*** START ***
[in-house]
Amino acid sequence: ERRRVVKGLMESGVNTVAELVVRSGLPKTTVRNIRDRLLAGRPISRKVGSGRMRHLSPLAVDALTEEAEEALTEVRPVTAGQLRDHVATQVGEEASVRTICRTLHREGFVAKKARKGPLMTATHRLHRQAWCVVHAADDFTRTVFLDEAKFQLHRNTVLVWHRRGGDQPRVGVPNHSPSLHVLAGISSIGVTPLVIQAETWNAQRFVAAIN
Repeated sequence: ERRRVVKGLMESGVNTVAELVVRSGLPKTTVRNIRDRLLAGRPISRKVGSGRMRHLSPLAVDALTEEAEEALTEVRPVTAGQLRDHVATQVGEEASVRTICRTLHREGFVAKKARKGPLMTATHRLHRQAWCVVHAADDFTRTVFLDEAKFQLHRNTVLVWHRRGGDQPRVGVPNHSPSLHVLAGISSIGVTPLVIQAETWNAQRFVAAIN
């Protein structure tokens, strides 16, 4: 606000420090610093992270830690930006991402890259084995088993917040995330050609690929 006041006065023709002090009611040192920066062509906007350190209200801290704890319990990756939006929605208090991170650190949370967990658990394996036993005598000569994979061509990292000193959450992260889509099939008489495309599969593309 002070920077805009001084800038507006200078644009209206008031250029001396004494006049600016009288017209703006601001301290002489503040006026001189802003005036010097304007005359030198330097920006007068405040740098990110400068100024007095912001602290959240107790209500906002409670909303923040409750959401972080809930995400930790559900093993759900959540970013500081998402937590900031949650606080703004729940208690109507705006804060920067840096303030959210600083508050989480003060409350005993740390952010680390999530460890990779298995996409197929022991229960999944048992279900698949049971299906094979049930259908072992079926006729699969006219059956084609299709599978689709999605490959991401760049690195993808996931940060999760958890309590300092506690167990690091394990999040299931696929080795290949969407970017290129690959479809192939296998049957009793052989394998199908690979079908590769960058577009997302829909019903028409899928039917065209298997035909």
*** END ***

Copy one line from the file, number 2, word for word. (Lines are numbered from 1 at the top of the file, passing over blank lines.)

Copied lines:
Amino acid sequence: ERRRVVKGLMESGVNTVAELVVRSGLPKTTVRNIRDRLLAGRPISRKVGSGRMRHLSPLAVDALTEEAEEALTEVRPVTAGQLRDHVATQVGEEASVRTICRTLHREGFVAKKARKGPLMTATHRLHRQAWCVVHAADDFTRTVFLDEAKFQLHRNTVLVWHRRGGDQPRVGVPNHSPSLHVLAGISSIGVTPLVIQAETWNAQRFVAAIN